- For presentations of best practice sites, we ask that presenters plan a 45 minute presentation with a 30 minute discussion to follow. We encourage presenters to think about the types of questions/ideas they might like the group to discuss.
- For presentations of works-in-progress, typical contributions should be around 15-20 minutes in length and aim to stimulate discussion by scoping out research problems or presenting preliminary findings.
- We would be very happy to pre-circulate a longer or more formal version of your paper to the rest of the participants to facilitate further discussion; please let me know if you wish to take up this option.
- AV facilities will be available, and Powerpoint slides can be sent to our Social Media Assistant Aaron Brunmeier ahead of the conference by email at firstname.lastname@example.org.
- As you may already know, one important and collaborative aspect of the Network is our group Zotero account, which we aim to use to compile a comprehensive and eventually open access list of scholarship on library history and print culture in the Atlantic world.
- For further details, including information on how to take part, please see this blog post. If you have any further queries, Aaron can be reached by email at email@example.com.
- For those who have requested overnight accommodation, rooms have been booked at Loyola University Chicago’s Baumhart Hall on the Water Tower Campus in the city’s Gold Coast neighborhood for the nights of Friday, May 30 and Saturday, May 31. (Click on the link for more information about the Water Tower campus). If you have any special accommodations needs, please let us know as soon as possible.
- These two nights will already have been paid for by the project team, but if you’d like to stay for additional nights on a self-funding basis, please contact Judy Sunvold in Loyola Conference Services at firstname.lastname@example.org. Similarly, if the project is not providing accommodation for you, participants will be able to reserve rooms on a first-come-first-serve, self-funding basis from the same email address.
- The Friday part of the colloquium will be held at the Newberry Library, which is located on 60 W. Walton Street, a 5-10 minute walk around the corner from the accommodations. For maps and further information, see the Newberry’s website.
- The Saturday part of the colloquium will be held in the Klarchek Information Commons on Loyola’s Lake Shore Campus. To get from Baumhart Hall to the Loyola Campus, you will need to take the CTA Red Line from the Chicago and State stop to the Loyola stop. Or, you can take the 147 bus to the Kenmore and Sheridan Stop. There will be folks from the Conference leading people back and forth on Saturday and Sunday.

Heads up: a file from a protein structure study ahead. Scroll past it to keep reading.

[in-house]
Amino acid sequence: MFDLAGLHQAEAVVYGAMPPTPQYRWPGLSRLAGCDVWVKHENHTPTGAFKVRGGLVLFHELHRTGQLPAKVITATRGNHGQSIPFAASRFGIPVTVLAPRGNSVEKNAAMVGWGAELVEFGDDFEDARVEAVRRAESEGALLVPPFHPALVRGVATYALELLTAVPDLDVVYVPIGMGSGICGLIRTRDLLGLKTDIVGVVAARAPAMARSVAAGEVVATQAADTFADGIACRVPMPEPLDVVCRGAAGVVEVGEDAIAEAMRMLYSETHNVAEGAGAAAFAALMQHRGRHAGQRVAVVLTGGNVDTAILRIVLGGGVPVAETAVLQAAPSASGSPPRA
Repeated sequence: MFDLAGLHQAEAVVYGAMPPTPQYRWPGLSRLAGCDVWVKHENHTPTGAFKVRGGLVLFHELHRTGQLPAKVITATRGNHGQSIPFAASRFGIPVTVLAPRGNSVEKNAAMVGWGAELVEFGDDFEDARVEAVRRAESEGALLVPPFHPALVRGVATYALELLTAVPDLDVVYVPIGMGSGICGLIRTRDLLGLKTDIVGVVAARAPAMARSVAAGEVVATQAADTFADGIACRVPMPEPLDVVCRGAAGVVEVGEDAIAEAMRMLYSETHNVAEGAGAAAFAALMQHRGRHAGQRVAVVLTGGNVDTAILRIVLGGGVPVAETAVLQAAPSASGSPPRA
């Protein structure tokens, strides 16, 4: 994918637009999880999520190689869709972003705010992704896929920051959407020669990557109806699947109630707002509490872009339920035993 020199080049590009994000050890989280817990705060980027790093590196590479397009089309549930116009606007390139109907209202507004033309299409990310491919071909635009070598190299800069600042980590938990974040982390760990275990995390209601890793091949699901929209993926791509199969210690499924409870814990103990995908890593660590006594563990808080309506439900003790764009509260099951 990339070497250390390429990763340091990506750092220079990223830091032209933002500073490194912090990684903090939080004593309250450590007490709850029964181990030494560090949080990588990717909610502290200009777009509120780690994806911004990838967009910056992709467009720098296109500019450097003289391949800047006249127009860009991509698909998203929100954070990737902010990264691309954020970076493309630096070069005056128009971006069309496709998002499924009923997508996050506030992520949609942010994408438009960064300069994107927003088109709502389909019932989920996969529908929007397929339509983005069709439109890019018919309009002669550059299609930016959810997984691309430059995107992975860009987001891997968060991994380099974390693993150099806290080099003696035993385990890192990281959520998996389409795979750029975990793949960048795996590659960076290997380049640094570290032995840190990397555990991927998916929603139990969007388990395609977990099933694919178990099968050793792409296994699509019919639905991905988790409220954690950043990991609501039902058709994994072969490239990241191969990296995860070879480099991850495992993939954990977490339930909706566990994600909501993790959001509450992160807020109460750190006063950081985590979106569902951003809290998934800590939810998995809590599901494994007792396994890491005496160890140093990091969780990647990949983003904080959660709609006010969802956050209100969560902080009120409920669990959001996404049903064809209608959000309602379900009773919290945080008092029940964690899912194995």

- Useful pdf maps of Loyola’s Water Tower and Lake Shore campuses can be found here.
- Conference participants and attendees are free to explore the city for dinner on their own on Friday evening. On Saturday evening, we will be having dinner together up on the Lake Shore campus at the Waterfront Café.
- If you have any dietary requirements, please let our assistant Aaron Brunmeier know as soon as possible, and at the latest by Friday, May 16th. He can be reached by email at email@example.com.
Do let one of us know if you have any further questions or queries. We’re very much looking forward to welcoming you to Chicago and hearing about your work!
The Chicago conference is only a few months away, but there’s still so much to say about our first conference that took place in Liverpool back in January. We had PhD students, historians, and librarians from Brazil and Mexico to the US and the UK who presented their new ideas and shared in the process of developing a vibrant community of library history scholars. Paper topics ranged from transatlantic book trading networks and the community of readers sustained by these commercial webs to investigations of seditious books and libraries during the Age of Revolutions. For a summary of the Liverpool conference, see Aaron Brunnmeier’s review for the Junto. For a digital walk down memory lane, check out our Storify narrative, which threads together all the great live tweeting done at the conference. Stay tuned for more updates as we get closer to the Chicago colloquium, “Digital Approaches to Library History.”